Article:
Clemson University Bat Study
From May through August, Joy O'Keefe and her field assistants collect data on national forest land near Franklin, North Carolina, for Joy's dissertation research on bats The area in which they work is part of the Southern Appalachian Mountains, one of the most biologically diverse areas in the United States. Although bats are not as speciose here as in the tropics, seven common bat species and three uncommon species that can be found near Franklin.
For Joy's research, a typical day involves hikes off of Forest Service roads to set out bat detectors that passively record the ecolocation calls of bats. At night, Joy and her crew set up poles and fine mesh nets to capture bats over Forest Service roads. They target three species for further study: Northern Long-eared Bats, Eastern Red Bats, and Eastern Pipistrelles. Some individuals are tagged with tiny radio transmitters. This enables Joy's team to track them to trees during the day, as each of these species is well adapted to roosting either in crevices, cavities, or in the foliage of trees in the forest.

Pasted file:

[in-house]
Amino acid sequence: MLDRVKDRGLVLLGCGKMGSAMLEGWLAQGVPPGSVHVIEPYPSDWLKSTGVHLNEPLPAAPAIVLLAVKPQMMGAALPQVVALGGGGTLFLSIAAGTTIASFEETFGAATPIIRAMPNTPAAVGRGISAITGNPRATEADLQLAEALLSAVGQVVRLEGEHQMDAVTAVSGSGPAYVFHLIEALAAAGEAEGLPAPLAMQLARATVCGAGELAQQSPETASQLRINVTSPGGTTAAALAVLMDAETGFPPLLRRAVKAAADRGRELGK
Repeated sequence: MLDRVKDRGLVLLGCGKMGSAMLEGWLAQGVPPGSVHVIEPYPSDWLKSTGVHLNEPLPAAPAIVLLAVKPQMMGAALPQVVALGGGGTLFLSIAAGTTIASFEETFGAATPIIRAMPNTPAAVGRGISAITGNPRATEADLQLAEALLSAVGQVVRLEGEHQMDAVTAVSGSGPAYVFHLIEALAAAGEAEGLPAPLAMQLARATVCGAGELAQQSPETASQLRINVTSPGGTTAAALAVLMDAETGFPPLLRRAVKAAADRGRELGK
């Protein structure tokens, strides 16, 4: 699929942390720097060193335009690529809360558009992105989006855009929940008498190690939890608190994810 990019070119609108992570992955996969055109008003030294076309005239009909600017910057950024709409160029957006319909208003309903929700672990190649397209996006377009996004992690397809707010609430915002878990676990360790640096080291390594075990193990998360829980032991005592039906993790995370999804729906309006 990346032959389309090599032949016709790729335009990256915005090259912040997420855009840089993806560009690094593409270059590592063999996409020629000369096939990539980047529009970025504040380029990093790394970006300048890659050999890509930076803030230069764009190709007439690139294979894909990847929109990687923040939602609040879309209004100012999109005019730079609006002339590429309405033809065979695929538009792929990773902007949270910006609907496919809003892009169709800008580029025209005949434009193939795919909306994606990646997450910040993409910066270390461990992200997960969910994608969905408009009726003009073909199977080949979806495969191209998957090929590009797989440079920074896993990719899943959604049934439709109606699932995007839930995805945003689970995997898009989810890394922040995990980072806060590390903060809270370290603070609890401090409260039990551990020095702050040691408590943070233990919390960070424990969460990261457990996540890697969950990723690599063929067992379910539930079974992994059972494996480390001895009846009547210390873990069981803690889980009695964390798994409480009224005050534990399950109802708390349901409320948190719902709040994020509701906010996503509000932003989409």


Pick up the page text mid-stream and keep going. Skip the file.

The goal of Joy's dissertation project is to gain a better
understanding of how bats use the array of habitats available in a managed forest
in the Southern Appalachians. Forest managers interested in maintaining stable
bat populations will be able to incorporate this new knowledge into their management
Sponsors: U.S. Forest Service, Clemson University, Bat Conservation International, Sigma Xi, and Touchstone Energy
Department of Forestry and Natural Resources